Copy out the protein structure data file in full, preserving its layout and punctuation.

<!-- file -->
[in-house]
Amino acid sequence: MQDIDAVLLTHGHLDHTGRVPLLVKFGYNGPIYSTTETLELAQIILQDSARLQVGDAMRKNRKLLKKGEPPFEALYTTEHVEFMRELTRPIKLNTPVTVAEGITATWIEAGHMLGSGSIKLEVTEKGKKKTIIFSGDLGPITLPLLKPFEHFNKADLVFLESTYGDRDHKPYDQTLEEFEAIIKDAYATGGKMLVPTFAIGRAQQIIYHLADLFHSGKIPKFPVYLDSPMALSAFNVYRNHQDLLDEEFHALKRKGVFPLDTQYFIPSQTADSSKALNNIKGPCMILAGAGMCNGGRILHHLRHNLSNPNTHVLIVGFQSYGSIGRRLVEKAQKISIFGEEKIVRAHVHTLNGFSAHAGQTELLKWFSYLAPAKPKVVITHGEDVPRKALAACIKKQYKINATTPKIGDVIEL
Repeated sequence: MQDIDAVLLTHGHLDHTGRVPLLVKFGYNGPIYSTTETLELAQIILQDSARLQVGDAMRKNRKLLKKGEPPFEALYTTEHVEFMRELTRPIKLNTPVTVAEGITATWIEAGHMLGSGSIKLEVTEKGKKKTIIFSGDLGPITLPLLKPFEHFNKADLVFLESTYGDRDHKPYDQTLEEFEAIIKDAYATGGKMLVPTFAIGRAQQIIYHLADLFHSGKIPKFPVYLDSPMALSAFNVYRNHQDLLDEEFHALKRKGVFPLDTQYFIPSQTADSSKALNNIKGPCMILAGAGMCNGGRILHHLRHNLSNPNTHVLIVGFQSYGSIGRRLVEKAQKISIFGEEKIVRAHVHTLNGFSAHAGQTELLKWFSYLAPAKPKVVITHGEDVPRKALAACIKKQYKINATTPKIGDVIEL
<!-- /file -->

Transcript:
[in-house]
Amino acid sequence: MQDIDAVLLTHGHLDHTGRVPLLVKFGYNGPIYSTTETLELAQIILQDSARLQVGDAMRKNRKLLKKGEPPFEALYTTEHVEFMRELTRPIKLNTPVTVAEGITATWIEAGHMLGSGSIKLEVTEKGKKKTIIFSGDLGPITLPLLKPFEHFNKADLVFLESTYGDRDHKPYDQTLEEFEAIIKDAYATGGKMLVPTFAIGRAQQIIYHLADLFHSGKIPKFPVYLDSPMALSAFNVYRNHQDLLDEEFHALKRKGVFPLDTQYFIPSQTADSSKALNNIKGPCMILAGAGMCNGGRILHHLRHNLSNPNTHVLIVGFQSYGSIGRRLVEKAQKISIFGEEKIVRAHVHTLNGFSAHAGQTELLKWFSYLAPAKPKVVITHGEDVPRKALAACIKKQYKINATTPKIGDVIEL
Repeated sequence: MQDIDAVLLTHGHLDHTGRVPLLVKFGYNGPIYSTTETLELAQIILQDSARLQVGDAMRKNRKLLKKGEPPFEALYTTEHVEFMRELTRPIKLNTPVTVAEGITATWIEAGHMLGSGSIKLEVTEKGKKKTIIFSGDLGPITLPLLKPFEHFNKADLVFLESTYGDRDHKPYDQTLEEFEAIIKDAYATGGKMLVPTFAIGRAQQIIYHLADLFHSGKIPKFPVYLDSPMALSAFNVYRNHQDLLDEEFHALKRKGVFPLDTQYFIPSQTADSSKALNNIKGPCMILAGAGMCNGGRILHHLRHNLSNPNTHVLIVGFQSYGSIGRRLVEKAQKISIFGEEKIVRAHVHTLNGFSAHAGQTELLKWFSYLAPAKPKVVITHGEDVPRKALAACIKKQYKINATTPKIGDVIEL